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Teen's death ruled accidental

Autopsy reveals lacerated spleen killed cheerleader

An autopsy yesterday revealed that 14-year-old Ashley Burns of Medford died accidentally from a lacerated spleen, suggesting that the cheerleader may have succumbed to an injury inflicted while practicing her favorite sport.

Her death was believed to be the first Massachusetts fatality related to cheerleading, and the nature of the injury baffled a national cheerleading safety specialist.

''That skill has been done for 10 or 15 years," said Jim Lord, executive director for the American Association of Cheerleading Coaches and Advisors, which provides safety training. ''I don't know that anything can be done to prevent something that appears to be a fluke. . . . It's the only time I've ever heard of it happening."

The Medford teen had been vaulted by three teammates practicing at a Tewksbury gym and had failed to complete a second twist, falling into their arms chest-down, instead of on her back. Afterward, she complained of abdominal pain and said she felt like the wind had been knocked out of her; but her condition rapidly deteriorated.

Yesterday, her death was ruled accidental, caused by laceration of the spleen due to blunt abdominal trauma, said John Cronin, a spokesman for the office of the Chief Medical Examiner.

Neither he nor Burns's family would comment on whether any preexisting medical problems may have aggravated her condition. Burns's middle school principal had told the Globe that stomach problems had her in and out of school last year, and a close family friend said she had had an appendectomy in the spring.

Inflammation of the spleen -- often due to mononucleosis -- can cause a greater risk of injury. That's why doctors prohibit teenage patients from participating in sports until they get a clean bill of health.

But there need not be anything wrong for someone to suffer a spleen injury, most commonly inflicted by car crashes or pedestrian accidents, and sometimes a bicycle handlebar poke, said Dr. Richard Bachur, a specialist in the Children's Hospital Boston emergency department. Last fall, a freshman football player at Sandwich High School had his spleen removed after he was knocked down in a hazing incident.

A spleen injury is particularly dangerous because the organ constantly filters blood, which can escape and fill the cavity if the spleen is punctured. ''Some people would die within minutes of their injury," said Bachur, who pointed to Princess Diana's injuries. Others are treated without removing the spleen, which is located in the upper left side of the abdomen.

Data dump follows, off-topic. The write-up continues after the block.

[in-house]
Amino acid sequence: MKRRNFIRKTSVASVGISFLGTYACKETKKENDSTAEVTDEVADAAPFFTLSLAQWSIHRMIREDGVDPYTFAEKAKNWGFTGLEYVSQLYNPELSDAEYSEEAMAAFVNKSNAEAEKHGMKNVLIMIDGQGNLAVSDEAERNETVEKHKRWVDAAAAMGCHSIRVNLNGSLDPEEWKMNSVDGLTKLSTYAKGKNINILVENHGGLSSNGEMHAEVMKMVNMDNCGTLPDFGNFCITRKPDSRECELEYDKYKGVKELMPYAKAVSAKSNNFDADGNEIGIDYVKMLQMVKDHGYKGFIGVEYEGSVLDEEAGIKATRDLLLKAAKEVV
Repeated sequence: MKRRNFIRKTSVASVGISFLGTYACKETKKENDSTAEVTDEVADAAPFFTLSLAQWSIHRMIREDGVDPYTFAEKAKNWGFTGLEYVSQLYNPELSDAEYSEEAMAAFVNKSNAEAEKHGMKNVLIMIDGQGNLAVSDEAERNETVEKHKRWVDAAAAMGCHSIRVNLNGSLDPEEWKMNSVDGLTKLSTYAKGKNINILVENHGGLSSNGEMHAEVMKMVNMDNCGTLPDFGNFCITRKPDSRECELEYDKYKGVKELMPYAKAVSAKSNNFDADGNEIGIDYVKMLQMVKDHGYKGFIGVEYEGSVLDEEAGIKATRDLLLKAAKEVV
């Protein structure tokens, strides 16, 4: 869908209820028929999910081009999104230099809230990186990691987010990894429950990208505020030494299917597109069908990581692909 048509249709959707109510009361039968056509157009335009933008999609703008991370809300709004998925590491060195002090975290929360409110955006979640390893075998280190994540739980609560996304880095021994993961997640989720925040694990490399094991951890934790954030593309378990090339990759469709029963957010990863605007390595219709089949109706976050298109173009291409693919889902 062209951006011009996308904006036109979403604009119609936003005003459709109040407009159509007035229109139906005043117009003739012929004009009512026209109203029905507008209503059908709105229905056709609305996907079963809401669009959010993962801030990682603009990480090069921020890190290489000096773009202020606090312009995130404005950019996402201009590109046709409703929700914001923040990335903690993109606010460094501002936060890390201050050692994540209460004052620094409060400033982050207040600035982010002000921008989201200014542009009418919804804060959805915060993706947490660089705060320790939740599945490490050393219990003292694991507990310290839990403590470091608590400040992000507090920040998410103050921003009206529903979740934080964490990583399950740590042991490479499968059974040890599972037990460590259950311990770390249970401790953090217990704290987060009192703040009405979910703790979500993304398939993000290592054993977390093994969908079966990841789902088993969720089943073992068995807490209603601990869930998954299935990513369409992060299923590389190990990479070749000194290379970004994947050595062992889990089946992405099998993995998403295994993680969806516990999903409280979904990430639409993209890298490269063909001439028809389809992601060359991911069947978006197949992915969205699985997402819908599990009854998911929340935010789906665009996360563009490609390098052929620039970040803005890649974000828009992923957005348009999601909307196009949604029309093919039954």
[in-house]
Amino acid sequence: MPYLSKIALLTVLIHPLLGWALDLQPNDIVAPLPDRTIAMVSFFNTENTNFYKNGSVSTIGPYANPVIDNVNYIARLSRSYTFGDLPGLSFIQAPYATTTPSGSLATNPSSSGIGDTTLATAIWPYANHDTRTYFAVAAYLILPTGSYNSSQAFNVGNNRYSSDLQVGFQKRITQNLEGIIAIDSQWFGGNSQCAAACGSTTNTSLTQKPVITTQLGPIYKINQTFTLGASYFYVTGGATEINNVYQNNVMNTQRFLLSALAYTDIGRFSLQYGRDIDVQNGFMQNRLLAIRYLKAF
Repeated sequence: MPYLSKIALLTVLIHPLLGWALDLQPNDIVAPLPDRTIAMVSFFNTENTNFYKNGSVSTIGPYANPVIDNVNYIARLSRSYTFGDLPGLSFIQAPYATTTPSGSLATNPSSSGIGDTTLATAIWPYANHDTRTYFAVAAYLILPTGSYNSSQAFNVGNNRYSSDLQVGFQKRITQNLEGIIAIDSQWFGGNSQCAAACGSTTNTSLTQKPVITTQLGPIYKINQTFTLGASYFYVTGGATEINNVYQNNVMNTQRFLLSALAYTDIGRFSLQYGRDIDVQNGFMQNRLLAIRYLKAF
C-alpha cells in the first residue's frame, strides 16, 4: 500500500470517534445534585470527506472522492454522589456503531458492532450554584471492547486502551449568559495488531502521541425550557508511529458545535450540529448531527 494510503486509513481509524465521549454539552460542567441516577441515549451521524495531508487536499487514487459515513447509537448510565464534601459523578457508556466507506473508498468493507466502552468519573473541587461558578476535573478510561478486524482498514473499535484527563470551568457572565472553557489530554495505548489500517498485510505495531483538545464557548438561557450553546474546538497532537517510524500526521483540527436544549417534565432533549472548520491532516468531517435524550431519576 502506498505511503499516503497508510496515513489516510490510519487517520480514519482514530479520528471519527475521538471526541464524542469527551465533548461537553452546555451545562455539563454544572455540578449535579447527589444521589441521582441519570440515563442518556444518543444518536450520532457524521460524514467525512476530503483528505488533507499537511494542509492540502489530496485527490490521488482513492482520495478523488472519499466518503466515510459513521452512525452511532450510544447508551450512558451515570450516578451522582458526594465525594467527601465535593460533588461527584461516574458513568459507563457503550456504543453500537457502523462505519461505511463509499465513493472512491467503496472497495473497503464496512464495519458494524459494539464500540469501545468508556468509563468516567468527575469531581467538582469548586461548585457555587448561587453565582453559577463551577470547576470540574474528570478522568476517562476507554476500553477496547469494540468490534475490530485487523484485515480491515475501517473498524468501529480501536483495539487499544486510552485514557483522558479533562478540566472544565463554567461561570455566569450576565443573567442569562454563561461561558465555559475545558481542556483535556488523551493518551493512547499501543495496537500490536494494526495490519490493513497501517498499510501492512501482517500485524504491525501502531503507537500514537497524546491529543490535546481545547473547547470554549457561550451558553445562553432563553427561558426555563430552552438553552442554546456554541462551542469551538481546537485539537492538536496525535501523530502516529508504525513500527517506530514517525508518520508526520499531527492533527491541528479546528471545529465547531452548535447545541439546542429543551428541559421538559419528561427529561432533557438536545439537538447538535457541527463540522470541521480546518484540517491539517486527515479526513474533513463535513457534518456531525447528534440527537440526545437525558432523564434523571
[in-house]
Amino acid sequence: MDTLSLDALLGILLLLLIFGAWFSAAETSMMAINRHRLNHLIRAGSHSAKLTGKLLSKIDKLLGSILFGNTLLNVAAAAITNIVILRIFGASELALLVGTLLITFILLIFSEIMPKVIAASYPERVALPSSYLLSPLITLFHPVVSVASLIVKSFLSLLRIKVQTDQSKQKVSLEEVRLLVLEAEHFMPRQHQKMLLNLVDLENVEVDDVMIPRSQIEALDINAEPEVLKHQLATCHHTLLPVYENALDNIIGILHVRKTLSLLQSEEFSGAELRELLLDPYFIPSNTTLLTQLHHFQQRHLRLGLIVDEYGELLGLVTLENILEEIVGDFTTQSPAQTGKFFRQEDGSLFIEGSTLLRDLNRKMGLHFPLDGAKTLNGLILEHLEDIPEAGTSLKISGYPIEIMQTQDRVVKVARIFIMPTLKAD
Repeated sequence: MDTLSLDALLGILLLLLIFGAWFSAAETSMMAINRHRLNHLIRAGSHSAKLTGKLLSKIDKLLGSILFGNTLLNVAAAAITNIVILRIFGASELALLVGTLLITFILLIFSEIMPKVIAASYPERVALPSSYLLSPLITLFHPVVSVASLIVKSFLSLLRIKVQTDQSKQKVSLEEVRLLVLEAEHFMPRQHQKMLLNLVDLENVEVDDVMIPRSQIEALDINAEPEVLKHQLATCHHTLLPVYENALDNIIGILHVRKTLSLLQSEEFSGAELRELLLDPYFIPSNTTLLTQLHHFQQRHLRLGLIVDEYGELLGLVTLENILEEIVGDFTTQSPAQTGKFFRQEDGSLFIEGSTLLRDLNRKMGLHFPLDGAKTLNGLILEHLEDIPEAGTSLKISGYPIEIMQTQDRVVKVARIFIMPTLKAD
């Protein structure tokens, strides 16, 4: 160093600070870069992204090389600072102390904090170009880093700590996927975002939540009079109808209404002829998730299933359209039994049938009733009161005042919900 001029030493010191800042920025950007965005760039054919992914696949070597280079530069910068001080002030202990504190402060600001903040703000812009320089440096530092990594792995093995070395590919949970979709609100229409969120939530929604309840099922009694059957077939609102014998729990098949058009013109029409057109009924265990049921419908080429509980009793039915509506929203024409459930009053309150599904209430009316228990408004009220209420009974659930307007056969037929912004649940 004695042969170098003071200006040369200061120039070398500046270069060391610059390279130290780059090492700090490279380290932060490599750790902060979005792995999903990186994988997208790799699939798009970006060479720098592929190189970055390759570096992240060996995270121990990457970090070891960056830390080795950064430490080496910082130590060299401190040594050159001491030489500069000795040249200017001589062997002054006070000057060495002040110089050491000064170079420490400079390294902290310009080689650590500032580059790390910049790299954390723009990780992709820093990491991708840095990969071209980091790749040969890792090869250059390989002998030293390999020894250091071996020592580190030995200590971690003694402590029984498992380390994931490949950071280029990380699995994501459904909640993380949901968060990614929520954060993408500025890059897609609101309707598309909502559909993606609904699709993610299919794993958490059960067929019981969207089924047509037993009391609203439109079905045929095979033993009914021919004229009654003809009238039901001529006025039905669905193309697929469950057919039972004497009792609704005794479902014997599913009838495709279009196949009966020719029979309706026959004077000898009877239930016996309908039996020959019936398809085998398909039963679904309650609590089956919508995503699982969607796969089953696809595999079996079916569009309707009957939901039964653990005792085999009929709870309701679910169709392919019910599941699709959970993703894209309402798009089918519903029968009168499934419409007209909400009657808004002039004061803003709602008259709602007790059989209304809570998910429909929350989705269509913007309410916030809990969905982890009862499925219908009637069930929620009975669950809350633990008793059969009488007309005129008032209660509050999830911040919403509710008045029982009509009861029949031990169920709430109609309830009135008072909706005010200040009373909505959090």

The medical examiner's office did not say directly whether the cheerleading injury caused the spleen trauma. In the maneuver that Burns was practicing -- a sophisticated but commonplace stunt -- the flier (Burns) is held aloft by one foot, tossed into the air, and spins twice vertically before landing in teammates' arms.

''They're trained to catch them, to absorb the shock," said Lord. ''Landing a little bit short or not completing the rotation is actually pretty common. And this is a unique injury."

Cheerleading injuries have increased over time -- and drawn greater scrutiny -- as the activity has evolved from sideline pompon shaking to a sport.

According to the National Center for Catastrophic Sport Injury Research, high school girls suffered 70 severe injuries between 1982 and 2004 -- half of them in cheerleading. Four other high school cheerleaders have died during that period from injuries related to the sport.

But for all athletes, injury and death rates are very low. More than 126 million high school athletes participated during the 22 years of the center's research, meaning just 1 of every 100,000 suffered a severe injury, and only .39 per 100,000 died.

Yesterday, Burns's friends and family were reeling from the loss.

''Maybe it was the force coming down. She is such a little peanut," said Fallon Johnson, who was Burns's coach at Northeast All-Stars, a competitive cheerleading squad. ''It makes me nauseous to even think about it. This little girl is gone."

Globe correspondent Lisa Fleisher contributed to this report.

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